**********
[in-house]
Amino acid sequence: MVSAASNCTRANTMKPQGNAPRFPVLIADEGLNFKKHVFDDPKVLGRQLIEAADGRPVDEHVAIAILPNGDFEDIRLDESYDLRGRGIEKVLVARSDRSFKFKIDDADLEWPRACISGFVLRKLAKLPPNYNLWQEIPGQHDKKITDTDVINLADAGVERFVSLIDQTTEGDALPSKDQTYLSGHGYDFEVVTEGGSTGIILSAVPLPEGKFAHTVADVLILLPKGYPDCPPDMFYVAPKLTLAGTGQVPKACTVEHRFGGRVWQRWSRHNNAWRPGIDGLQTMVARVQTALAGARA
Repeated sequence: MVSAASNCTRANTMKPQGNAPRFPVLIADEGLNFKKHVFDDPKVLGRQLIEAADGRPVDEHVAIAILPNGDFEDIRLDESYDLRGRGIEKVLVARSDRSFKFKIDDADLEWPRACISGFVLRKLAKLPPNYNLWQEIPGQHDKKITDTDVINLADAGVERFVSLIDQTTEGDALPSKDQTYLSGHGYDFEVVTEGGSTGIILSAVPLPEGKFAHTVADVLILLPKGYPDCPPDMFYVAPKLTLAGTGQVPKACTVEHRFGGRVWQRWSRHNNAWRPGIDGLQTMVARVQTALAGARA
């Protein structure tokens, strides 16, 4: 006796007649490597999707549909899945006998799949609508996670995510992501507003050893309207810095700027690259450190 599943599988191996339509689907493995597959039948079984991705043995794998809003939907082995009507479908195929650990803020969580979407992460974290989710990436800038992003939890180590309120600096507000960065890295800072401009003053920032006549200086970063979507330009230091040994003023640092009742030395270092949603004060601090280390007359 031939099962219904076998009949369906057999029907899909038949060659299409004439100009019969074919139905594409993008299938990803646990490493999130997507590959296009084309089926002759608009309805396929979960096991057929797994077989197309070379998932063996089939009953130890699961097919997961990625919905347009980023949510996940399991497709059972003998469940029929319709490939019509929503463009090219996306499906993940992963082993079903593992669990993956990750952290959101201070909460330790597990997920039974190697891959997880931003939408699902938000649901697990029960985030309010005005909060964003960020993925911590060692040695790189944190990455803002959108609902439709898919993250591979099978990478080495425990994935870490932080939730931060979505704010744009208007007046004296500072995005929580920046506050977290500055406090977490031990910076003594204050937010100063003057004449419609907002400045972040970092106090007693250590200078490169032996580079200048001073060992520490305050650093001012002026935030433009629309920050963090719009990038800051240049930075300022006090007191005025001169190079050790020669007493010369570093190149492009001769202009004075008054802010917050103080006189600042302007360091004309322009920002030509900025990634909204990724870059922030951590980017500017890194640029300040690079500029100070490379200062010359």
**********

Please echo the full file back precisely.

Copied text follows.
[in-house]
Amino acid sequence: MVSAASNCTRANTMKPQGNAPRFPVLIADEGLNFKKHVFDDPKVLGRQLIEAADGRPVDEHVAIAILPNGDFEDIRLDESYDLRGRGIEKVLVARSDRSFKFKIDDADLEWPRACISGFVLRKLAKLPPNYNLWQEIPGQHDKKITDTDVINLADAGVERFVSLIDQTTEGDALPSKDQTYLSGHGYDFEVVTEGGSTGIILSAVPLPEGKFAHTVADVLILLPKGYPDCPPDMFYVAPKLTLAGTGQVPKACTVEHRFGGRVWQRWSRHNNAWRPGIDGLQTMVARVQTALAGARA
Repeated sequence: MVSAASNCTRANTMKPQGNAPRFPVLIADEGLNFKKHVFDDPKVLGRQLIEAADGRPVDEHVAIAILPNGDFEDIRLDESYDLRGRGIEKVLVARSDRSFKFKIDDADLEWPRACISGFVLRKLAKLPPNYNLWQEIPGQHDKKITDTDVINLADAGVERFVSLIDQTTEGDALPSKDQTYLSGHGYDFEVVTEGGSTGIILSAVPLPEGKFAHTVADVLILLPKGYPDCPPDMFYVAPKLTLAGTGQVPKACTVEHRFGGRVWQRWSRHNNAWRPGIDGLQTMVARVQTALAGARA
């Protein structure tokens, strides 16, 4: 006796007649490597999707549909899945006998799949609508996670995510992501507003050893309207810095700027690259450190 599943599988191996339509689907493995597959039948079984991705043995794998809003939907082995009507479908195929650990803020969580979407992460974290989710990436800038992003939890180590309120600096507000960065890295800072401009003053920032006549200086970063979507330009230091040994003023640092009742030395270092949603004060601090280390007359 031939099962219904076998009949369906057999029907899909038949060659299409004439100009019969074919139905594409993008299938990803646990490493999130997507590959296009084309089926002759608009309805396929979960096991057929797994077989197309070379998932063996089939009953130890699961097919997961990625919905347009980023949510996940399991497709059972003998469940029929319709490939019509929503463009090219996306499906993940992963082993079903593992669990993956990750952290959101201070909460330790597990997920039974190697891959997880931003939408699902938000649901697990029960985030309010005005909060964003960020993925911590060692040695790189944190990455803002959108609902439709898919993250591979099978990478080495425990994935870490932080939730931060979505704010744009208007007046004296500072995005929580920046506050977290500055406090977490031990910076003594204050937010100063003057004449419609907002400045972040970092106090007693250590200078490169032996580079200048001073060992520490305050650093001012002026935030433009629309920050963090719009990038800051240049930075300022006090007191005025001169190079050790020669007493010369570093190149492009001769202009004075008054802010917050103080006189600042302007360091004309322009920002030509900025990634909204990724870059922030951590980017500017890194640029300040690079500029100070490379200062010359």